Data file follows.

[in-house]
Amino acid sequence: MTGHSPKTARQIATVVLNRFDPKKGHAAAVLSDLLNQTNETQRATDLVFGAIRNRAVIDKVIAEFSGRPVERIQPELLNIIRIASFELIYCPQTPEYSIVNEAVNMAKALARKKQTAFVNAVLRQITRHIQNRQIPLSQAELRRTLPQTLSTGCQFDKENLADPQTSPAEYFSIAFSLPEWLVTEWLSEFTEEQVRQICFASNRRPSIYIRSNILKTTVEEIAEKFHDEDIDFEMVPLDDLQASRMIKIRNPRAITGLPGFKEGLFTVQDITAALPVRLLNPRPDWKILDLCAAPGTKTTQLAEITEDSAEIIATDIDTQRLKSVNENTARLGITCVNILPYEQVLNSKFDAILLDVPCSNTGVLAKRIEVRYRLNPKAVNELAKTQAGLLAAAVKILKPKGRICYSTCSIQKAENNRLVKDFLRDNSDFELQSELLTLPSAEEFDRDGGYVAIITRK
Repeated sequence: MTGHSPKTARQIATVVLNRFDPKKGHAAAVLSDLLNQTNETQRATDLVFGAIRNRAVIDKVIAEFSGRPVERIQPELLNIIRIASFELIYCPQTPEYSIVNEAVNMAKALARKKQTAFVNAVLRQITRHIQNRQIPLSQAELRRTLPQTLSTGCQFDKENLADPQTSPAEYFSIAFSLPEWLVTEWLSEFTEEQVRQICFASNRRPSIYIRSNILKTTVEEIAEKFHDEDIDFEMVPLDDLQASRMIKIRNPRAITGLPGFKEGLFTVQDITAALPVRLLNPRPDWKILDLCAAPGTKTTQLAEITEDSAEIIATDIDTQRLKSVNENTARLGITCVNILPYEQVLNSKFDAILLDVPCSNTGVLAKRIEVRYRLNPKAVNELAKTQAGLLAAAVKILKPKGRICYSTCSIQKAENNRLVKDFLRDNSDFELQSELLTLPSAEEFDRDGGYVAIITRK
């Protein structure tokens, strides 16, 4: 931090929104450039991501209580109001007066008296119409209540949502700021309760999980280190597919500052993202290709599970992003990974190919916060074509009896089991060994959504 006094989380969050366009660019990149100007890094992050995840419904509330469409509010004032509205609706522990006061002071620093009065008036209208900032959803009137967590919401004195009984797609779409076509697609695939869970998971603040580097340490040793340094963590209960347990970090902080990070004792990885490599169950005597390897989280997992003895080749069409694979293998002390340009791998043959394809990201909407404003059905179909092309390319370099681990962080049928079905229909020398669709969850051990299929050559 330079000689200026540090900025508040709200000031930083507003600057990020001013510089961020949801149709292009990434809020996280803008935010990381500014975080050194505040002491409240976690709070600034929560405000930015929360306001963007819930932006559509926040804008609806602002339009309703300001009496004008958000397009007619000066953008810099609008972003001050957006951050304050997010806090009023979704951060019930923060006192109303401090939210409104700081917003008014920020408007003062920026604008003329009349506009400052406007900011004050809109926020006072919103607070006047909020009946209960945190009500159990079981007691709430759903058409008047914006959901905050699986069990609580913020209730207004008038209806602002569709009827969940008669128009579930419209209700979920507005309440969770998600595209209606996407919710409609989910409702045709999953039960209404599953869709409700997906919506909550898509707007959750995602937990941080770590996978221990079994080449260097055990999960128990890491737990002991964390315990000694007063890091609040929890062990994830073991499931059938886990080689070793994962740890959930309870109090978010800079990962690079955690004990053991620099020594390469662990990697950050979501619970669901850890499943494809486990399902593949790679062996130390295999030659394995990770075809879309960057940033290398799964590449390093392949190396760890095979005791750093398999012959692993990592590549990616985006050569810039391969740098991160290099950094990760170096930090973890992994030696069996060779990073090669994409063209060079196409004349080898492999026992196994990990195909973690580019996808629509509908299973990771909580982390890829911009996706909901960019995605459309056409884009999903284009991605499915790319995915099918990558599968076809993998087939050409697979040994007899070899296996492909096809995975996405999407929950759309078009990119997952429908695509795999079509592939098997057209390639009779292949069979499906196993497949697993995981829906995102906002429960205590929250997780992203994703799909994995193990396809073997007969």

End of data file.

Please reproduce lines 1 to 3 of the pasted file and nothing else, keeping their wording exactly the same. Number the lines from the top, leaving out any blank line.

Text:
[in-house]
Amino acid sequence: MTGHSPKTARQIATVVLNRFDPKKGHAAAVLSDLLNQTNETQRATDLVFGAIRNRAVIDKVIAEFSGRPVERIQPELLNIIRIASFELIYCPQTPEYSIVNEAVNMAKALARKKQTAFVNAVLRQITRHIQNRQIPLSQAELRRTLPQTLSTGCQFDKENLADPQTSPAEYFSIAFSLPEWLVTEWLSEFTEEQVRQICFASNRRPSIYIRSNILKTTVEEIAEKFHDEDIDFEMVPLDDLQASRMIKIRNPRAITGLPGFKEGLFTVQDITAALPVRLLNPRPDWKILDLCAAPGTKTTQLAEITEDSAEIIATDIDTQRLKSVNENTARLGITCVNILPYEQVLNSKFDAILLDVPCSNTGVLAKRIEVRYRLNPKAVNELAKTQAGLLAAAVKILKPKGRICYSTCSIQKAENNRLVKDFLRDNSDFELQSELLTLPSAEEFDRDGGYVAIITRK
Repeated sequence: MTGHSPKTARQIATVVLNRFDPKKGHAAAVLSDLLNQTNETQRATDLVFGAIRNRAVIDKVIAEFSGRPVERIQPELLNIIRIASFELIYCPQTPEYSIVNEAVNMAKALARKKQTAFVNAVLRQITRHIQNRQIPLSQAELRRTLPQTLSTGCQFDKENLADPQTSPAEYFSIAFSLPEWLVTEWLSEFTEEQVRQICFASNRRPSIYIRSNILKTTVEEIAEKFHDEDIDFEMVPLDDLQASRMIKIRNPRAITGLPGFKEGLFTVQDITAALPVRLLNPRPDWKILDLCAAPGTKTTQLAEITEDSAEIIATDIDTQRLKSVNENTARLGITCVNILPYEQVLNSKFDAILLDVPCSNTGVLAKRIEVRYRLNPKAVNELAKTQAGLLAAAVKILKPKGRICYSTCSIQKAENNRLVKDFLRDNSDFELQSELLTLPSAEEFDRDGGYVAIITRK